Alex Saldarriaga - Violinist & Violin Teacher
Alex Saldarriaga is a classically-trained violinist who runs his private violin teaching practice out of his home studio in Tarpon Springs, FL. He has been performing as a violin soloist and member of various music ministries for over 40 years throughout several South Florida churches in Miami-Dade and Broward Counties (St. Philip, Church of the Epiphany, St. Hugh, St. John Neumann, St. Edward, St. Gregory, St. Patrick, All Saints, and Blessed Sacrament). He served as a violin instructor at the Academy of the Arts at NSU University School in Ft. Lauderdale, FL in 2018. And he completed the Starling-DeLay Symposium on Violin Studies at The Juilliard School of Music in June 2021 and the Violin Mastermind Program in 2023 with Dylana Jenson, one of the greatest artist-teachers in the world today.
Alex first studied violin with Mr. Bernard Minzer, who was a student of Mishel Piastro, the former concertmaster of the New York Philharmonic and star pupil of the great violin pedagogue, Leopold Auer. Alex later completed his violin studies with the distinguished Dutch violinist, conductor, and teacher, Prof. Hendrik de Blij, who was the first violin professor at the New World School of the Arts in Miami, Florida. Prof. de Blij studied with Oskar Back and Carl Flesch, two of the greatest violin pedagogues of the 20th century. Alex served as Prof. de Blij’s violin teaching assistant, preparing advanced students to audition for the leading music conservatories. The foundations of Alex’s teaching philosophy and methods encompass the very best of both the Franco-Belgian and Russian schools of traditional, classical violin playing. Alex has appeared as a soloist, chamber musician, and orchestral member at Florida International University and the University of Miami. He is inspired by the artistry of Henryk Wieniawski, Jascha Heifetz, Nathan Milstein, David Oistrakh, and Aaron Rosand, all of them great artist-teachers. Alex plays on a fine violin made by Dereck Coons in 2019 and inspired by the 1730 “ex Kreisler” Guarneri del Gesu, currently held at the U.S. Library of Congress.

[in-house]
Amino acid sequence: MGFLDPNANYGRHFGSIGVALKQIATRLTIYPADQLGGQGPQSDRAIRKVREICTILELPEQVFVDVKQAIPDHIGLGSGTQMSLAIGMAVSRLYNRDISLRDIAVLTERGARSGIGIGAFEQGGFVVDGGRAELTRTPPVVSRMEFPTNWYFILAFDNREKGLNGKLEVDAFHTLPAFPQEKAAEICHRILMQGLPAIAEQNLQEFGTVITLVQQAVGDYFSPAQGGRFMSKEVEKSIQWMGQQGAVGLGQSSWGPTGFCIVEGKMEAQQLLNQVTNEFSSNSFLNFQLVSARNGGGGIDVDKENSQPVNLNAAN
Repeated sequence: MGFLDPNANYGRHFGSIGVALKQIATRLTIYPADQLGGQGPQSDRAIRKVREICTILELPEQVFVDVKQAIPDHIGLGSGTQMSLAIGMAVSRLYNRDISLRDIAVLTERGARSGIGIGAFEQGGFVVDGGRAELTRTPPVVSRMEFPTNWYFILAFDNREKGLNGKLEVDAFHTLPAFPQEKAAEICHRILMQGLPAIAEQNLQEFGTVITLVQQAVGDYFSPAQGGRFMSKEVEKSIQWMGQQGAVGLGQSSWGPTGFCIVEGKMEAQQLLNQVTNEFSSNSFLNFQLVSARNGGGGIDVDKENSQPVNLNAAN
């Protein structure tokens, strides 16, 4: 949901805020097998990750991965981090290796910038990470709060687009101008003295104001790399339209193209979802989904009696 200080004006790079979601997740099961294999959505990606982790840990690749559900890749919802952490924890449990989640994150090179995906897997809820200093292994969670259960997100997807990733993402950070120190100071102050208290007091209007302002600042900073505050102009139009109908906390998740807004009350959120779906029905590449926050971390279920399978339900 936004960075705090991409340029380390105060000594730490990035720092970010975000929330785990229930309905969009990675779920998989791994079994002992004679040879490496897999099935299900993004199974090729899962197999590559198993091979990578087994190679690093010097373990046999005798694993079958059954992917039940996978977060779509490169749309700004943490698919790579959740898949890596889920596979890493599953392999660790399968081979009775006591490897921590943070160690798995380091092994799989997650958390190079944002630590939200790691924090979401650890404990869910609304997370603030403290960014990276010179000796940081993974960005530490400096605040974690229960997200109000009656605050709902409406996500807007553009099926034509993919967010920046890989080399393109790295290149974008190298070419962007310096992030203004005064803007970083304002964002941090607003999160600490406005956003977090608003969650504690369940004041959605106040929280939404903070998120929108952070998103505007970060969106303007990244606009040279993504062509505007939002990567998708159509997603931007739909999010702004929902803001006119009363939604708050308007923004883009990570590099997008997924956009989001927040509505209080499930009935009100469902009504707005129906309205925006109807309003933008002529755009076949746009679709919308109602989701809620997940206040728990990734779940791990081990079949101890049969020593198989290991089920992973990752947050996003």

Do you own a violin?
Able to read music
Instrument interested in
Photos and videos
Iberia (Evis) C.
Frequently asked questions
What is your typical process for working with a new student?
I first try to assess why the student wants to learn to play the violin, what their expectations or goals are, and what their level of commitment to practicing will be. From there, I explain what my teaching philosophy is and what violin methods I use to achieve the student's expectations and goals. At first, I emphasize solid "physical" fundamentals that are immutable over the life of a good violinist, such as the correct bow grip, proper holding of the violin, good posture, a stable stance, the basic bow stroke, the "frame" of the left hand, etc. In all this, I stress the importance of relaxation and naturalness at all times. Tension in either hand or in holding the violin or in anything else is the biggest and most common impediment in learning to play the violin. And if anything feels or looks unnatural or ugly in violin playing, then it's likely to be wrong. Once the physical fundamentals are established, I begin to impress upon my students the idea that great violin playing is so much more than the physical control and coordination of the hands. It is a willful and deliberate act of the mind and the heart. And I work with my students to develop critical hearing and objective listening skills. What the player hears and what the audience hears is not always in agreement! In addition, the violin is a singing instrument (and not a percussive one like the piano), so I stress the importance of singing. As a former music theory teacher of mine once said, "if you can't sing it, you can't play it!" A violinist who cannot make the instrument sing is not making music, only noise. And finally, my motto that encompasses everything I do with the violin and in music is this: "Practice carefully, play courageously!"